August 3, 2021

Going Slow to Go Fast: How the Azusa School District Found its Pace

Arturo Ortega, Superintendent, Azusa Unified School District

Arturo remembers the day he thought, “Working with these people is going to be different.” 

After 18 years of working in education, Arturo Ortega had noticed districts that would bring in outside consultants with go-to solutions—and then go away. When first serving as assistant superintendent for the Azusa Unified School District, Arturo experienced something new when he met JoDee Marcellin from California Education Partners.

JoDee said she would work with them to seek answers from within their district and stick around to test new approaches. Looking back, Arturo realized this experience was the best possible professional development for his staff: an experience in which they learned, applied what they learned to solve the problem at hand and other challenges and worked alongside other districts and expert partners.

By taking the time to slow down and engage in a collaborative process, Azusa sped up improvement for its student outcomes in English Language Arts. This success grew and spurred what Arturo describes as a culture change, where district leaders embraced a growth mindset–just as they encouraged students to do and students engaged in deeper academic discourse that improved their comprehension of the ELA content.

Slowing Down 

Before testing out approaches, one of the first things the Azusa team had to do in working with Ed Partners was to slow down, consider day-to-day experiences and review them alongside data on student performance to get to the heart of what they were solving. 

Arturo said this was a pivotal moment for the team. “Past experiences forced us to work quickly and offer up a solution, and fast solutions aren’t always the best ones,” he said. “We kept jumping to solutions around our students getting better at reading and writing, but our data was telling us to focus on students’ listening and speaking—skills that are no longer the focus of tests.” His teammate Alicia, a middle school English Language Arts coach, said, “They had us really take a deep look at our systems, confront our own data and use it to find a path ahead.”

Throughout the process, Ed Partners nudged the Azusa team to stay in this growth mindset, or “Learning Zone,” which they champion for students. In the Ed Partners process, learning involves carving out intentional time to think, design, create, ponder, argue and adjust–all before taking the tempting step into the “Performance Zone” and solving or crafting new approaches. Devoting time to the “Learning Zone” for themselves proved to be a major catalyst for student success. 

“Although it sounds counter intuitive, the more time you actually spend in the “Learning Zone” trying to get to the right questions—not jumping into problem solving to find the right answers—the more efficient you are when you get to the “Performance Zone”, ensuring that your problem-solving is actually addressing the right things in the right manner,” said Arturo.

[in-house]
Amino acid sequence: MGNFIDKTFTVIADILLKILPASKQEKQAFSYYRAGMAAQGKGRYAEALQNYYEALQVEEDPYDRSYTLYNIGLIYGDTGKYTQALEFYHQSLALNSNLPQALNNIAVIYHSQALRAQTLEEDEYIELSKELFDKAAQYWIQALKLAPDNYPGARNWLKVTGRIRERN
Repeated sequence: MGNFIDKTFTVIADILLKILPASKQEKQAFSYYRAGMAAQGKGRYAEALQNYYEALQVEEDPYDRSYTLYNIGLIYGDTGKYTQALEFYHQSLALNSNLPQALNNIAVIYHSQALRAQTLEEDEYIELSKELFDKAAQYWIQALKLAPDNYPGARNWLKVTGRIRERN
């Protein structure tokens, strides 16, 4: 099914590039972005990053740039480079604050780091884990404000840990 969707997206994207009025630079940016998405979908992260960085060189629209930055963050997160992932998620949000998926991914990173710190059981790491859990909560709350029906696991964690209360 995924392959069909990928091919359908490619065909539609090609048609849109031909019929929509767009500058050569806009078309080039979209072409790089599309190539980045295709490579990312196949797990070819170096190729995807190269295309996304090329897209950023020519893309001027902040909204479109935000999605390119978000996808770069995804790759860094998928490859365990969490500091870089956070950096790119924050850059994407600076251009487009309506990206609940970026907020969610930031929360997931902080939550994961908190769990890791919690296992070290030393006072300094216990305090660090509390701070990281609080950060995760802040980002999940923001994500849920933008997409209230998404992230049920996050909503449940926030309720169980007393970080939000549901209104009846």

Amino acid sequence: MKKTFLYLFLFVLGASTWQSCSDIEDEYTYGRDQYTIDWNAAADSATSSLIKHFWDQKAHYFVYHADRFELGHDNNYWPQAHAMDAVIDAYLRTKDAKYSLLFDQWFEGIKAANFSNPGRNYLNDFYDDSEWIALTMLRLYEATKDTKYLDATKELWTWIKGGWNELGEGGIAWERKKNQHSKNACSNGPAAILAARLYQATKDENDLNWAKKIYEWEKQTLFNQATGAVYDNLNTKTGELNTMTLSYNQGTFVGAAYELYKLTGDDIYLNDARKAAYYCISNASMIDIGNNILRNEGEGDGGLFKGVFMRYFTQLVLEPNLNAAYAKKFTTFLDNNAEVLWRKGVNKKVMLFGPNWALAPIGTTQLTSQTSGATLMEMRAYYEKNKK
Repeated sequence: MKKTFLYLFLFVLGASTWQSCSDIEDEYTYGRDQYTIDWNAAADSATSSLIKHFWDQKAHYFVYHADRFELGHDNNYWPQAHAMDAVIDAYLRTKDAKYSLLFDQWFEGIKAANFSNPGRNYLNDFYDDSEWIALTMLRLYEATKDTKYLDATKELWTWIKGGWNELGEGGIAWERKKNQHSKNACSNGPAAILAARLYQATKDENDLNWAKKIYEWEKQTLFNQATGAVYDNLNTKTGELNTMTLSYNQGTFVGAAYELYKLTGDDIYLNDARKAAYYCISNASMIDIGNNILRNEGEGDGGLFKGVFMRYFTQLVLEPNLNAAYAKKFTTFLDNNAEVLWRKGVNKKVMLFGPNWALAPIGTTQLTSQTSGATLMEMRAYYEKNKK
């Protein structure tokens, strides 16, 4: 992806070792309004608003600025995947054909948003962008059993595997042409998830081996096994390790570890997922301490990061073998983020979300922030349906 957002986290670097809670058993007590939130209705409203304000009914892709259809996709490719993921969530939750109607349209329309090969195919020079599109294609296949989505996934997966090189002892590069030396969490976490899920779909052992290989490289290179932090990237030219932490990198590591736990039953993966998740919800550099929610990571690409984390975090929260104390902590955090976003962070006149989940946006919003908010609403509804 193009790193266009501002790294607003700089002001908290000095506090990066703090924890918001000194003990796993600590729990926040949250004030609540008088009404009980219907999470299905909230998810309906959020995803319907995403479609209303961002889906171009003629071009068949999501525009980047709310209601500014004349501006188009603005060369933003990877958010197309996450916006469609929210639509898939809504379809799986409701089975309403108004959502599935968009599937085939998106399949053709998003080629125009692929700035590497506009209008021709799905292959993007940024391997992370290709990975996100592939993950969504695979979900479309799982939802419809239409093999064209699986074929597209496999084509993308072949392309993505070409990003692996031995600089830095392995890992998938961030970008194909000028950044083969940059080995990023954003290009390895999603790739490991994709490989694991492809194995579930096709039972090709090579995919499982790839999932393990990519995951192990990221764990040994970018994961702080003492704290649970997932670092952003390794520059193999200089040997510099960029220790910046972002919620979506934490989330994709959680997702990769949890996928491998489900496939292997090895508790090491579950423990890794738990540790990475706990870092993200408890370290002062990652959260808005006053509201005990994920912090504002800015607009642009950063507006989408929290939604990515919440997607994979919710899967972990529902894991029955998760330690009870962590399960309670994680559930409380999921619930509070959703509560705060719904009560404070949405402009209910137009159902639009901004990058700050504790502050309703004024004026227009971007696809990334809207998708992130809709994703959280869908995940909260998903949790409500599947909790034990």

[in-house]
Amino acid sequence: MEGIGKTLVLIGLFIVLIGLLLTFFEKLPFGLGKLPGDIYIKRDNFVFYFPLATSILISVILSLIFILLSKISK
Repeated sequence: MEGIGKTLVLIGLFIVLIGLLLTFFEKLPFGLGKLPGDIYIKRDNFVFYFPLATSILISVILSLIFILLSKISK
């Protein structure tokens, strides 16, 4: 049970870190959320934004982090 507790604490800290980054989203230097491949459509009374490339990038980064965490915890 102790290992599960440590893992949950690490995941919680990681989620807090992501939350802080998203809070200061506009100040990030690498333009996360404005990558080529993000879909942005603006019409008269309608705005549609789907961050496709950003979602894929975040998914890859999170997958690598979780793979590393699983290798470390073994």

Trusting the process, Azusa tested the think-pair-share approach with 30 prototype teachers. Through this, they learned of the need to emphasize complex thinking, and then again tried out complex- think-pair-share with more teachers. Again, they learned their messaging was not communicating what they wanted, and they had to do more ideation, design thinking, prototyping and piloting. 

Speeding Up Culture Change 

Arturo says he now sees that the process has changed their culture. “If we hadn’t committed to our professional development and learned to value what we experience in the “Learning Zone”, we’d end up recycling the same solutions we’d tried in the past,” he said. “Instead of having knee-jerk reactions to write across the curriculum or informational text, we now pay attention to the “Challenge Area.” That means we’re surfacing the best approach for each situation, and that’s what improves the educational experience.” 

“Now Azusa Unified School District has three student success drivers that district staff focus on when planning and designing instruction for students or instruction for adults,” Arturo said. “Those three student success drivers are no longer about the think-pair-share approach. It’s about strategies like complex-think-pair-share that are rigorous, that include academic discourse, and that include some kind of collaborative practice.” 

Where educators really feel Azusa’s improvement is in the classroom. Alicia brought in the “Learning Zone” approach to classrooms after piloting a critical decision model (CDM) tool that would help students tackle writing on demand tasks, first with teachers and then in the classroom. “I tested this tool in the classroom and saw a drastic improvement from students after using it in the organization and purpose aspect of the rubric. One student even told me that after this process he was newly interested in college.”

In taking the time to slow down and engage in a collaborative process with one problem, the Azusa team learned how to solve many problems. Today, the “Azusa Way” is to get in the “Learning Zone” and bring partners in by soliciting feedback from not just teachers and administrators but also students and parents, and then testing new approaches by piloting them in individual classrooms through improvement tests.